How do you conduct your sex life after a divorce if you have children in the home? How you lead your private life is a model for what your children may do when they become teens and feel the full heat of sexual desire.
In the movie, "Stepmom," a child tells her mother (after visiting her father) that dad and his new girlfriend have sex in the shower and that she screams. "How do you know she screams?" asks the astonished mother. "Because we live in the same state," says her daughter.
Many moms and dads become single again after years or decades of marriage and wonder how they can start to have a personal life. Sometimes they start dating again but forget about the effect of adult intimacy on children.
"You have to be very delicate about introducing a new love into your life after a divorce," says Rita M. DeMaria, PhD, president of the Relationship Center in Spring House, Pennsylvania. "First and foremost, you must think about the message you're sending young children. Have you told them that sex outside of marriage is wrong? If so, you may come across as a hypocrite."
Moreover, the older the children, the greater their disdain if new lovers start sleeping over "too soon" after the divorce. Some single parents even resort to secretive behavior, making sure a lover is out of the house by the time the children are up and about. Needless to say, family experts suggest a few more truthful and careful approaches.
"If a single parent conducts a series of one-night stands, he or she will probably raise a child that will be sexually promiscuous at a young age," says Lois V. Nightingale, PhD, director of the Nightingale Counseling Center in Yorba Linda, California. "Modeling is the most powerful parenting tool known."
"It's very important to spend quality time, one-on-one with your child for as long as it takes to allow the youngster to get their feet under them and understand the dynamics and emotions of moving between two households," says Patricia J. McWhorter, PhD, a licensed psychologist in St. Petersburg, Florida, and author of
Cry of Our Native Soul
, a book nominated for a Pulitzer Prize. "The very first order of business for a divorced parent is to let the kids know that mom or dad loves them unconditionally, is still there for them 100%, and will always take care of them."
When a child feels secure in all the various post-divorce arrangements, it becomes easier to accept a new person into the circle. However, if the child is unsure about mom or dad's affection, he will feel threatened, or that he is competing for dad or mom's time and attention. The ugly effects of jealousy will then proceed to make domestic life anything but tranquil.
When a new love interest does start to bloom, move slowly. "Moving slowly in a relationship lets your child gradually get used to a new person," explains Dr. McWhorter. Even under the best of circumstances, acceptance of an outsider is tough for a child. And that's doubly true when a parent and child only see each other on weekends. If you try to share your child's time with a new love right away, the level of resentment is likely to skyrocket.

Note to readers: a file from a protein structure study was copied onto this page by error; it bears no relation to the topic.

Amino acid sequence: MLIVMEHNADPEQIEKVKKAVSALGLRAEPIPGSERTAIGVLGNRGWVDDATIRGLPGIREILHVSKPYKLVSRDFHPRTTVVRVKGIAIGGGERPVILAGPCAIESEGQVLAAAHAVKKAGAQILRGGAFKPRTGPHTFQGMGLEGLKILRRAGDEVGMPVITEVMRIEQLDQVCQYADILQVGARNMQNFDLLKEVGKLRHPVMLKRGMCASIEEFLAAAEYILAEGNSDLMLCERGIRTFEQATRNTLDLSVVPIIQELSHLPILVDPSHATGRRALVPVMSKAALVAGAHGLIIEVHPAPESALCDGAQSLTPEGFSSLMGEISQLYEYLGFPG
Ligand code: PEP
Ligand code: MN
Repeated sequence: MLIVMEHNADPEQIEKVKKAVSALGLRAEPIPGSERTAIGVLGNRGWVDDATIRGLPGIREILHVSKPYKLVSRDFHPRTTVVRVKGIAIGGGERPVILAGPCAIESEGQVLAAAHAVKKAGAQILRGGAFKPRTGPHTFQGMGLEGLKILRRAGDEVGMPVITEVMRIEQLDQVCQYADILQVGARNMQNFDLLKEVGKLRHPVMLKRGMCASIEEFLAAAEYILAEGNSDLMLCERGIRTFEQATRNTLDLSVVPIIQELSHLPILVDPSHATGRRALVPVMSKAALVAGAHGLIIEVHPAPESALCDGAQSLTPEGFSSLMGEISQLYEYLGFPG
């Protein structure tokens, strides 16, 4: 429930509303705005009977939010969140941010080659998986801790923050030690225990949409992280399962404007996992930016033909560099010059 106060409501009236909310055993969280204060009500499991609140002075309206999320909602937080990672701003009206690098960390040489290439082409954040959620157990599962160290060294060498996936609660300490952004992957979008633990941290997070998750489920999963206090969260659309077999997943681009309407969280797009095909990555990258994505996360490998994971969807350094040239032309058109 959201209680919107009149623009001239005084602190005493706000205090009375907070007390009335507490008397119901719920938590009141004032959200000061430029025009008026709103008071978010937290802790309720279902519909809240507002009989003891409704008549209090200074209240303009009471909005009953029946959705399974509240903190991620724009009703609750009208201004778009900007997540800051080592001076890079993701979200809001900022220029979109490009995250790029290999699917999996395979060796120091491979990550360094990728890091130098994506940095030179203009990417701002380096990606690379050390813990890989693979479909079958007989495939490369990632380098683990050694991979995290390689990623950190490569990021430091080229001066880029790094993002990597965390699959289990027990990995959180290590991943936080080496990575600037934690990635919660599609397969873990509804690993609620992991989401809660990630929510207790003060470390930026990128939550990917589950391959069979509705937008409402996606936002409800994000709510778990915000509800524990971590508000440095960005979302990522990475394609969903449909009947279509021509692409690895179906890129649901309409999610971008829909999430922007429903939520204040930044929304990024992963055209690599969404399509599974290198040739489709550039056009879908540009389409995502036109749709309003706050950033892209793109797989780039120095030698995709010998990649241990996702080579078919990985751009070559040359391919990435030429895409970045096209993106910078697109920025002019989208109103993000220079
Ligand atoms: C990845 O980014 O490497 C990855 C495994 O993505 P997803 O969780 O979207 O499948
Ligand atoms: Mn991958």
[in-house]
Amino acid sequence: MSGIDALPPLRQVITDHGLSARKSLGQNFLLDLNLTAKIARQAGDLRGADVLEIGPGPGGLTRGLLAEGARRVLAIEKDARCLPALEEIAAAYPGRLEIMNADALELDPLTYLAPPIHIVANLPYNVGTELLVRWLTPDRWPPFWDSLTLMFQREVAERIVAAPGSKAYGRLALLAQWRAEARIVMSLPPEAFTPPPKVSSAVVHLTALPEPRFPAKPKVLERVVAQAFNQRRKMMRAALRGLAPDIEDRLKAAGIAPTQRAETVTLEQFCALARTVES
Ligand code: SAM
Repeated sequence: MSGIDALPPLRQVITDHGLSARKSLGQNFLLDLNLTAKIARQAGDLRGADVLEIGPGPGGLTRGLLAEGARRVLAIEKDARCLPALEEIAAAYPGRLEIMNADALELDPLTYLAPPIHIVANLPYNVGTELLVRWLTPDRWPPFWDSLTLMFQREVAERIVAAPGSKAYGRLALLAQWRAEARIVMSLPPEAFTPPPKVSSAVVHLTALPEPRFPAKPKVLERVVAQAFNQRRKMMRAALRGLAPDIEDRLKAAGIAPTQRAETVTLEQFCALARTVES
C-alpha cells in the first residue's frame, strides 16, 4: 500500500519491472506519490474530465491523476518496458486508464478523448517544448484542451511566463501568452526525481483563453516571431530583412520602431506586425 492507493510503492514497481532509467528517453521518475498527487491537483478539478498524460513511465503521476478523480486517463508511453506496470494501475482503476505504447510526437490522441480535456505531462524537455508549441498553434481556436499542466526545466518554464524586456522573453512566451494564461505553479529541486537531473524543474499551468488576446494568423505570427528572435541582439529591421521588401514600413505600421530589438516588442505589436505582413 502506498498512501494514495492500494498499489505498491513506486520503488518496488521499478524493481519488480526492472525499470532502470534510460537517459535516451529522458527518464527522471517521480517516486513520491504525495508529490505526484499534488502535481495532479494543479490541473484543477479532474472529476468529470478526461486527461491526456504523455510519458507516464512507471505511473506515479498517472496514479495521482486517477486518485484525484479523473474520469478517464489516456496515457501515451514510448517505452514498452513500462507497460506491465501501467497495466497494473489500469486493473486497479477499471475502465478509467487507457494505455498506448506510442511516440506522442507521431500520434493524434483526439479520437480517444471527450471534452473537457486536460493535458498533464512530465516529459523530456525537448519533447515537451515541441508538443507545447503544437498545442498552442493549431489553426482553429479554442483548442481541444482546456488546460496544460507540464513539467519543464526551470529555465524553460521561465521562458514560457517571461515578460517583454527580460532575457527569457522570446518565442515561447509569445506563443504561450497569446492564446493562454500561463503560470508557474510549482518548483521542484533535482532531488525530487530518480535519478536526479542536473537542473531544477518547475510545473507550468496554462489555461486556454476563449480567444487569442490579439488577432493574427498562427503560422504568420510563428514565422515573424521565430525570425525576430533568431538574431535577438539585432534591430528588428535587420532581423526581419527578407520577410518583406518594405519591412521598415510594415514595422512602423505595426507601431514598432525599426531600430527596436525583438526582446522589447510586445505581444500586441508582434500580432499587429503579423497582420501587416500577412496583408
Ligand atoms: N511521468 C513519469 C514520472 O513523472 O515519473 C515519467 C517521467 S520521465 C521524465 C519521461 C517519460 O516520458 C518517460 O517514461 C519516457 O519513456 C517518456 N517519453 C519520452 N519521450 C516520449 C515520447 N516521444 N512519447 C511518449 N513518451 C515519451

In addition, your child's safety comes foremost, and you need to make sure there is zero chance your new partner is inclined toward any type of abuse. "One of the most common forms of child sexual abuse occurs after a single mother has a new boyfriend move into her home," warns Dr. McWhorter.
Another danger involves jumping in too quickly with a new love and allowing the children to become attached to the newcomer. But then there's a chance that the love affair won't work out, because the adults didn't take the time to court and really get to know each other.
"I frequently see in my practice single parents who are spending a lot of time with a new boyfriend or girlfriend," says Dr. DeMaria. "But there is far too much friction between the children and the new lover. That's usually because the new person tries to act like a substitute parent right away. The best way for a new person to get acquainted with the children is to just be a friend first. Leave parenting to the parent and try to get to know the kids before sleeping over."
Dr. Nightingale suggests dating a person who is playful, lighthearted, and fun with the children. One who is willing to be introduced into the lives of the children slowly and who enjoys a healthy mix of adult-only and child-included activities. This person is probably a good catch if he or she shows respect and adoration for you with your children and respects the boundaries that you set.
Yet another complicating factor is the degree of hostility between the divorcing couple. If bitterness is high and the parents are fighting with little effort put into co-parenting new lovers are likely to receive a constant cold shoulder from the children.
When a new love does start spending the night, experts recommend answering children's questions completely but offering no additional information about what goes on in the bedroom. For teens, some experts say it might be a good idea to add that you are practicing safe sex. "The new relationships that work best with children in the home are committed relationships," says Dr. DeMaria.
Here's a sobering thought from the experts: it usually takes about two years for the new love to get to know the child. It can take five years before a "blended" family operates smoothly, with affection and respect all around. When the time comes, tell the children you are in a special relationship with somebody who is important in your life. And that he or she may stay overnight once in a while.